• the relations between land-use change and climate change, as well as the implications for ecosystem/climate services and socio-economic change.

Key questions include:

How do climate and land use affect ecosystems, water resources, agriculture, and forestry? What are the effects of global climate change on climate-sensitive regions (e.g. mountain areas, highly populated regions, arid/semi-arid regions, the Arctic, and permafrost regions)? How can our understanding of climate-relevant processes be advanced by new technologies and methods for measurement, data science, and modelling?

Session 4
Atmospheric composition and climate: interactions between global and regional scales

Peter Braesicke, Hendrik Elbern, Roland Ruhnke, Bärbel Vogel

The global atmospheric composition-climate system encompasses a broad range of scales and feedbacks. The full chain from global to regional challenges of applying models and atmospheric observations is explored. Chemical budgets are investigated, as well as stratosphere-troposphere exchange, tropopause structure, and aerosol impacts on the global scale. On smaller scales, one focus is on the interactions of clouds, precipitation, and composition; another is on the urban environment and its impact on atmospheric composition and climate, especially with regard to urban heat stresses and air quality including their impacts on humans and ecosystems. We welcome all contributions addressing these challenges.

Key questions include:

What are the dominant regional feedback mechanisms between atmospheric chemistry and circulation, including emissions and surface processes? What are the most important factors shaping interactions between regional climate change and atmospheric composition? What are the potential impacts of climate change and air-quality changes on human health and ecosystems?

Session 5
Extreme events across scales (past, present, future)

Achim Brauer, Frauke Feser, Michael Kunz, Ralf Tiedemann

Extreme meteorological and hydrological events can have various, far-reaching impacts on mankind and play a major role in Earth’s evolution. Moreover, they occur on a wide range of spatial and temporal scales, from minutes to millennia. Combining climate data, palaeo-records, and model simulations allows us to identify and better understand extreme events, their long-term changes, and underlying mechanisms, which is in turn essential to predicting their future probability. This session invites contributions from different disciplines that address: the temporal and spatial variability of short-term extremes, their driving factors and how they develop under changing climate conditions; the relation between extreme events and large-scale changes in ocean-atmosphere circulation and feedback on a broad range of time scales from the decadal to palaeo; and identifying the dynamics, causes, and impacts of tipping points that produce critical transitions in the climate system.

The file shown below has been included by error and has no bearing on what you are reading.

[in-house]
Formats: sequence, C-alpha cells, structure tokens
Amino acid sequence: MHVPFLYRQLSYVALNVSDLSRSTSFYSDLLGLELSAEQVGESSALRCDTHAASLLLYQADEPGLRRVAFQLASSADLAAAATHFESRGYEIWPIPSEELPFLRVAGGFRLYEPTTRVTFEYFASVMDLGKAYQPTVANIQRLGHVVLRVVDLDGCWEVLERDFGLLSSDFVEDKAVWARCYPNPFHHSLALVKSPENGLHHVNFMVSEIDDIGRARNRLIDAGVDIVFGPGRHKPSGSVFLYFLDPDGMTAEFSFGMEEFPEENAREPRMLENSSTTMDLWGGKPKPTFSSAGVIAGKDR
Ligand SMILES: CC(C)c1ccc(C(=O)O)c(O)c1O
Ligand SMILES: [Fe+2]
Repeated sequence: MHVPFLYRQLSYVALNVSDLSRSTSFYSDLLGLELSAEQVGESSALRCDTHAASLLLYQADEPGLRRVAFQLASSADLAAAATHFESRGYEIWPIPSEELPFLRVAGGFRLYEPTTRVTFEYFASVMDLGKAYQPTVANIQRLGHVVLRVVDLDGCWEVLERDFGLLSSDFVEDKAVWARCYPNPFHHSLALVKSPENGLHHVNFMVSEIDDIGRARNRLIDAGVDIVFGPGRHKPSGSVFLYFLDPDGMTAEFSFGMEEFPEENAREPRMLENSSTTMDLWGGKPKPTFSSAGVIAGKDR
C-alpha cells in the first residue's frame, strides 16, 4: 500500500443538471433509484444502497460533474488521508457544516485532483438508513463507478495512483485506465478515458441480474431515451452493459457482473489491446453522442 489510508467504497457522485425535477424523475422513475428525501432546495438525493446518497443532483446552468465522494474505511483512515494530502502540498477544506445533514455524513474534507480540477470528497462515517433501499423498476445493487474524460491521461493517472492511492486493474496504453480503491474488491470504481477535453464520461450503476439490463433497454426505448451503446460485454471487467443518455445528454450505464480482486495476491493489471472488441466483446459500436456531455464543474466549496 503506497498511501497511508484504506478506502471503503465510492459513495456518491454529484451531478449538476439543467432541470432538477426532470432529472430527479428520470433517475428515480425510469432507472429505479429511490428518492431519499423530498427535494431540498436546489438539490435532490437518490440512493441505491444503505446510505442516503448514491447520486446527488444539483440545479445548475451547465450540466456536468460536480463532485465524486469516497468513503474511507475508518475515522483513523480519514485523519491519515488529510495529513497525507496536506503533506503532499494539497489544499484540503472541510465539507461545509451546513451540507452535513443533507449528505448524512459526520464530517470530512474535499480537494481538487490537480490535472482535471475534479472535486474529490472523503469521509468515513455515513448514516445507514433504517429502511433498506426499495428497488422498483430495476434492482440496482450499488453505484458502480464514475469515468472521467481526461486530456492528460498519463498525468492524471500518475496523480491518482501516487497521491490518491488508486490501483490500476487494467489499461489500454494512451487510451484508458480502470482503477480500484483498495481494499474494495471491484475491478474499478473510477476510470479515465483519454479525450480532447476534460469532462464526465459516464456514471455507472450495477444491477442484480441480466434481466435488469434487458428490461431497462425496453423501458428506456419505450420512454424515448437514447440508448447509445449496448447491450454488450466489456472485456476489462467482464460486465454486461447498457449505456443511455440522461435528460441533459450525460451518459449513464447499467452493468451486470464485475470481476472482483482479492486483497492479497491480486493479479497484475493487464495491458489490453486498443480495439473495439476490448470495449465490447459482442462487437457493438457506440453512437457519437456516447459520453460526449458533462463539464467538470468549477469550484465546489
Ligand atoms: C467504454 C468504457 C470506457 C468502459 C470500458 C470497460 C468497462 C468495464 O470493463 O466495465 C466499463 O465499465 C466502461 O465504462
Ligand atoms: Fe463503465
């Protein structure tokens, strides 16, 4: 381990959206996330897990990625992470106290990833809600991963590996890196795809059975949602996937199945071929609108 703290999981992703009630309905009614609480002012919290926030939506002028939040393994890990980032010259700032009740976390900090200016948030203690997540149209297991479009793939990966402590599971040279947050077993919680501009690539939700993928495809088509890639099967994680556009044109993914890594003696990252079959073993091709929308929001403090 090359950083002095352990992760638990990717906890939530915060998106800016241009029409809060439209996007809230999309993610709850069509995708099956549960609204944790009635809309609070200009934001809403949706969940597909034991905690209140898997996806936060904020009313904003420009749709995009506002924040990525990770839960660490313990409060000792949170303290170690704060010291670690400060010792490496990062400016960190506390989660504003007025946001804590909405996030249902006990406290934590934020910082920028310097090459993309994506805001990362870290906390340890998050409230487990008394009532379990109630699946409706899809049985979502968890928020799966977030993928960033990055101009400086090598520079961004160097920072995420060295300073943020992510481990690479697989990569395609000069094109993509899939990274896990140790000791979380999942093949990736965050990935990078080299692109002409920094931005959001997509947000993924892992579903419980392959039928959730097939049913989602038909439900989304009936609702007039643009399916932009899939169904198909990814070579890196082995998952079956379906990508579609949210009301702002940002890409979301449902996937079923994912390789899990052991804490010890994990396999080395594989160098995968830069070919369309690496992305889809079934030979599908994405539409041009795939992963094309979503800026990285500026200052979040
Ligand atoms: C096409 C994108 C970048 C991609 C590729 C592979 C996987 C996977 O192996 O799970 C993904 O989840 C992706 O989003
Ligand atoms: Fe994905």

Key questions include:

How and why has the severity and frequency of extreme weather events changed over the past few decades? How do we expect climate to evolve in the future? Which mechanisms, processes and regional climate patterns intensify abrupt climate changes during interglacials and glacial-interglacial transitions? How do these patterns differ compared to the last interglacial, the Eemian, when the average temperature was roughly 1–2 °C higher than it is now?

Session 6
Climate change adaptation as societal challenge

Beate Ratter, Reimund Schwarze

Climate change adaptation is more than a technical matter: it is a major societal challenge encompassing social, economic, and cultural aspects alike. Further, large research gaps and considerable uncertainties concerning political and governance aspects, as well as socio-cultural barriers to adaptation, still need to be addressed. However, it is the reluctance to take action, rather than a knowledge deficit with regard to climate change, that represents the most pressing issue.

The various environmental uncertainties in different societies must be addressed through regionally and socially embedded adaptation measures, disaster prevention, and mitigation strategies. What insights and advances have recently been achieved in climate change adaptation research? How can environmental corporate social responsibility be attained? How can scientific findings be transformed into societal action? As this session will show, adaptation involves overcoming a broad range of obstacles so as to support vulnerability reduction, enhance social resilience, and help minimise the negative effects of climate change.

Key questions include:

What societal risks does climate change entail? Which socio-cultural barriers to adaptation have to be overcome? How can adaptation measures, disaster prevention, and mitigation strategies be successfully combined to tackle climate change? How can scientific findings be transformed into societal action?